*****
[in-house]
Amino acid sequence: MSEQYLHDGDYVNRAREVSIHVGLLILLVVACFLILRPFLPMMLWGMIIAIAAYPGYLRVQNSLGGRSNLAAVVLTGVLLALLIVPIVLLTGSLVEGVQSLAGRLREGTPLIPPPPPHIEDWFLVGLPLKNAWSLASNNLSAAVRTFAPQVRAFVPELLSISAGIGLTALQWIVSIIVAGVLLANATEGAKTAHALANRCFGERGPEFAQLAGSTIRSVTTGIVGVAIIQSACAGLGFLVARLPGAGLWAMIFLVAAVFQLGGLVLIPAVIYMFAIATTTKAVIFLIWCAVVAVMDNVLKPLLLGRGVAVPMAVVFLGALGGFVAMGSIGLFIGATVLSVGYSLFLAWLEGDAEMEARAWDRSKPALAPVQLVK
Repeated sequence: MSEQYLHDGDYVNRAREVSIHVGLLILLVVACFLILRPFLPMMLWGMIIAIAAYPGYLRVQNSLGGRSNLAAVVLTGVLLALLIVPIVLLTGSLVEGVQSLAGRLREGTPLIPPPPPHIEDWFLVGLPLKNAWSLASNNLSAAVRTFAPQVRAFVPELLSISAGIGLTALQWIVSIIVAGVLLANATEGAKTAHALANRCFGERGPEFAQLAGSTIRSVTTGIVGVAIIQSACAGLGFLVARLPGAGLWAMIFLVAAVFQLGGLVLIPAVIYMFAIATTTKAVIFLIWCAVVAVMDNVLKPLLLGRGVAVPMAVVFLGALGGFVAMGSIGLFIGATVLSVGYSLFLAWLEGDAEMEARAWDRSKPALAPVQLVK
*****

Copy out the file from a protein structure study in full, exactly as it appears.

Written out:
[in-house]
Amino acid sequence: MSEQYLHDGDYVNRAREVSIHVGLLILLVVACFLILRPFLPMMLWGMIIAIAAYPGYLRVQNSLGGRSNLAAVVLTGVLLALLIVPIVLLTGSLVEGVQSLAGRLREGTPLIPPPPPHIEDWFLVGLPLKNAWSLASNNLSAAVRTFAPQVRAFVPELLSISAGIGLTALQWIVSIIVAGVLLANATEGAKTAHALANRCFGERGPEFAQLAGSTIRSVTTGIVGVAIIQSACAGLGFLVARLPGAGLWAMIFLVAAVFQLGGLVLIPAVIYMFAIATTTKAVIFLIWCAVVAVMDNVLKPLLLGRGVAVPMAVVFLGALGGFVAMGSIGLFIGATVLSVGYSLFLAWLEGDAEMEARAWDRSKPALAPVQLVK
Repeated sequence: MSEQYLHDGDYVNRAREVSIHVGLLILLVVACFLILRPFLPMMLWGMIIAIAAYPGYLRVQNSLGGRSNLAAVVLTGVLLALLIVPIVLLTGSLVEGVQSLAGRLREGTPLIPPPPPHIEDWFLVGLPLKNAWSLASNNLSAAVRTFAPQVRAFVPELLSISAGIGLTALQWIVSIIVAGVLLANATEGAKTAHALANRCFGERGPEFAQLAGSTIRSVTTGIVGVAIIQSACAGLGFLVARLPGAGLWAMIFLVAAVFQLGGLVLIPAVIYMFAIATTTKAVIFLIWCAVVAVMDNVLKPLLLGRGVAVPMAVVFLGALGGFVAMGSIGLFIGATVLSVGYSLFLAWLEGDAEMEARAWDRSKPALAPVQLVK